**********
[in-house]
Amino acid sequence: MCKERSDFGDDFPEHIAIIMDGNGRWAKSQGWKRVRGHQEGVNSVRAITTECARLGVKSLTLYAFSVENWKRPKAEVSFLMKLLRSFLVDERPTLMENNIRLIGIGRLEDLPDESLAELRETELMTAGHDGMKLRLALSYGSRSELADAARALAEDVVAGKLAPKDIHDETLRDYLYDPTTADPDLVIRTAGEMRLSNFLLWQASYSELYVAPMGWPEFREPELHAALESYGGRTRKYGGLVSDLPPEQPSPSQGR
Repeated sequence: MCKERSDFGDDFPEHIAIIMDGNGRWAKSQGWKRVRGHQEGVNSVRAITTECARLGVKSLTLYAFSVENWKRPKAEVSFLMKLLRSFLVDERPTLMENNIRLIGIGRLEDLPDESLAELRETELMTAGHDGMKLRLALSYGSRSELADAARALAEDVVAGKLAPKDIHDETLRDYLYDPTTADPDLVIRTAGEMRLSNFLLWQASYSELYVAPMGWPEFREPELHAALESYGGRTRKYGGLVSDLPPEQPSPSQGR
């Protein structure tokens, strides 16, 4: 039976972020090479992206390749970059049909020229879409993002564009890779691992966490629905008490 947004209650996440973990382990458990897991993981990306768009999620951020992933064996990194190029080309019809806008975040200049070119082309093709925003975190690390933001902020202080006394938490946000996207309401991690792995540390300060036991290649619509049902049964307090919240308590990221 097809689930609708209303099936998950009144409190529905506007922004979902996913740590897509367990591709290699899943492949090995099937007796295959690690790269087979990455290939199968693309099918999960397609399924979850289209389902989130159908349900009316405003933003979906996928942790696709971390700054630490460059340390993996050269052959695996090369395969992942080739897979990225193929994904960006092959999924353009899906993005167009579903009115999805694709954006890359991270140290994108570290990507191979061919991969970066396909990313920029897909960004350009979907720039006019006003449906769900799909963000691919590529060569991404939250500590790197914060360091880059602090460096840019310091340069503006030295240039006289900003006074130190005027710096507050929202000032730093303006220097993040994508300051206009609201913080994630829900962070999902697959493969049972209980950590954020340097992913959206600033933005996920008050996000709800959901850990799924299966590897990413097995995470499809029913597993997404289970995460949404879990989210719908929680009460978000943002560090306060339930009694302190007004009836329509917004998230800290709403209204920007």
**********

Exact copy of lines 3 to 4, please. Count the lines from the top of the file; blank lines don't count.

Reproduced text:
Repeated sequence: MCKERSDFGDDFPEHIAIIMDGNGRWAKSQGWKRVRGHQEGVNSVRAITTECARLGVKSLTLYAFSVENWKRPKAEVSFLMKLLRSFLVDERPTLMENNIRLIGIGRLEDLPDESLAELRETELMTAGHDGMKLRLALSYGSRSELADAARALAEDVVAGKLAPKDIHDETLRDYLYDPTTADPDLVIRTAGEMRLSNFLLWQASYSELYVAPMGWPEFREPELHAALESYGGRTRKYGGLVSDLPPEQPSPSQGR
């Protein structure tokens, strides 16, 4: 039976972020090479992206390749970059049909020229879409993002564009890779691992966490629905008490 947004209650996440973990382990458990897991993981990306768009999620951020992933064996990194190029080309019809806008975040200049070119082309093709925003975190690390933001902020202080006394938490946000996207309401991690792995540390300060036991290649619509049902049964307090919240308590990221 097809689930609708209303099936998950009144409190529905506007922004979902996913740590897509367990591709290699899943492949090995099937007796295959690690790269087979990455290939199968693309099918999960397609399924979850289209389902989130159908349900009316405003933003979906996928942790696709971390700054630490460059340390993996050269052959695996090369395969992942080739897979990225193929994904960006092959999924353009899906993005167009579903009115999805694709954006890359991270140290994108570290990507191979061919991969970066396909990313920029897909960004350009979907720039006019006003449906769900799909963000691919590529060569991404939250500590790197914060360091880059602090460096840019310091340069503006030295240039006289900003006074130190005027710096507050929202000032730093303006220097993040994508300051206009609201913080994630829900962070999902697959493969049972209980950590954020340097992913959206600033933005996920008050996000709800959901850990799924299966590897990413097995995470499809029913597993997404289970995460949404879990989210719908929680009460978000943002560090306060339930009694302190007004009836329509917004998230800290709403209204920007």